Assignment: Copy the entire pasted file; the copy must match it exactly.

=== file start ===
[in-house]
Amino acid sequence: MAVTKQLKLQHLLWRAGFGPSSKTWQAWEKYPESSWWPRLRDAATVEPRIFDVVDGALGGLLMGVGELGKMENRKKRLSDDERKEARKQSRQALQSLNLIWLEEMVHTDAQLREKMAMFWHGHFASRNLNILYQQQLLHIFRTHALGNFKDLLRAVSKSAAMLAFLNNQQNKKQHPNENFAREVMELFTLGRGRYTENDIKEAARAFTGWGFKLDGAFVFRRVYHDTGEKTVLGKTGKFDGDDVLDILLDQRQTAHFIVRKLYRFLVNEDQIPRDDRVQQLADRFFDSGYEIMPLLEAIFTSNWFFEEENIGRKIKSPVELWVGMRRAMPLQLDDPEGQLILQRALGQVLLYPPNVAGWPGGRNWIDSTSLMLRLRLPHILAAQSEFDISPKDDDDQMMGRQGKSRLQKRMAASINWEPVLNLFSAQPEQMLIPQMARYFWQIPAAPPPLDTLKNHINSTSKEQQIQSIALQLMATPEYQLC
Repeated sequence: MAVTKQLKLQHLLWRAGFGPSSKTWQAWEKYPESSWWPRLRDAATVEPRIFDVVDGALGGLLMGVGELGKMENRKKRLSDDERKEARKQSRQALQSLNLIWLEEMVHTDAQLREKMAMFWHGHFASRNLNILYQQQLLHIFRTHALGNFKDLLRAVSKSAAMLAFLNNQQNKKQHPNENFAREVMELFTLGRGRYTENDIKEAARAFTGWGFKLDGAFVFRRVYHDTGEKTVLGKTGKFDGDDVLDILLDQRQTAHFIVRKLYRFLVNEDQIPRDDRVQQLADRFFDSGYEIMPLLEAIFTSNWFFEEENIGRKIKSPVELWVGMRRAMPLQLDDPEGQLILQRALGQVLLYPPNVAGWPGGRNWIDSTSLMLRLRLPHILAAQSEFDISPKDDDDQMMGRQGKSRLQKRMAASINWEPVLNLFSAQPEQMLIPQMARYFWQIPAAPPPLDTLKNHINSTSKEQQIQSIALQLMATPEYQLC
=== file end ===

[in-house]
Amino acid sequence: MAVTKQLKLQHLLWRAGFGPSSKTWQAWEKYPESSWWPRLRDAATVEPRIFDVVDGALGGLLMGVGELGKMENRKKRLSDDERKEARKQSRQALQSLNLIWLEEMVHTDAQLREKMAMFWHGHFASRNLNILYQQQLLHIFRTHALGNFKDLLRAVSKSAAMLAFLNNQQNKKQHPNENFAREVMELFTLGRGRYTENDIKEAARAFTGWGFKLDGAFVFRRVYHDTGEKTVLGKTGKFDGDDVLDILLDQRQTAHFIVRKLYRFLVNEDQIPRDDRVQQLADRFFDSGYEIMPLLEAIFTSNWFFEEENIGRKIKSPVELWVGMRRAMPLQLDDPEGQLILQRALGQVLLYPPNVAGWPGGRNWIDSTSLMLRLRLPHILAAQSEFDISPKDDDDQMMGRQGKSRLQKRMAASINWEPVLNLFSAQPEQMLIPQMARYFWQIPAAPPPLDTLKNHINSTSKEQQIQSIALQLMATPEYQLC
Repeated sequence: MAVTKQLKLQHLLWRAGFGPSSKTWQAWEKYPESSWWPRLRDAATVEPRIFDVVDGALGGLLMGVGELGKMENRKKRLSDDERKEARKQSRQALQSLNLIWLEEMVHTDAQLREKMAMFWHGHFASRNLNILYQQQLLHIFRTHALGNFKDLLRAVSKSAAMLAFLNNQQNKKQHPNENFAREVMELFTLGRGRYTENDIKEAARAFTGWGFKLDGAFVFRRVYHDTGEKTVLGKTGKFDGDDVLDILLDQRQTAHFIVRKLYRFLVNEDQIPRDDRVQQLADRFFDSGYEIMPLLEAIFTSNWFFEEENIGRKIKSPVELWVGMRRAMPLQLDDPEGQLILQRALGQVLLYPPNVAGWPGGRNWIDSTSLMLRLRLPHILAAQSEFDISPKDDDDQMMGRQGKSRLQKRMAASINWEPVLNLFSAQPEQMLIPQMARYFWQIPAAPPPLDTLKNHINSTSKEQQIQSIALQLMATPEYQLC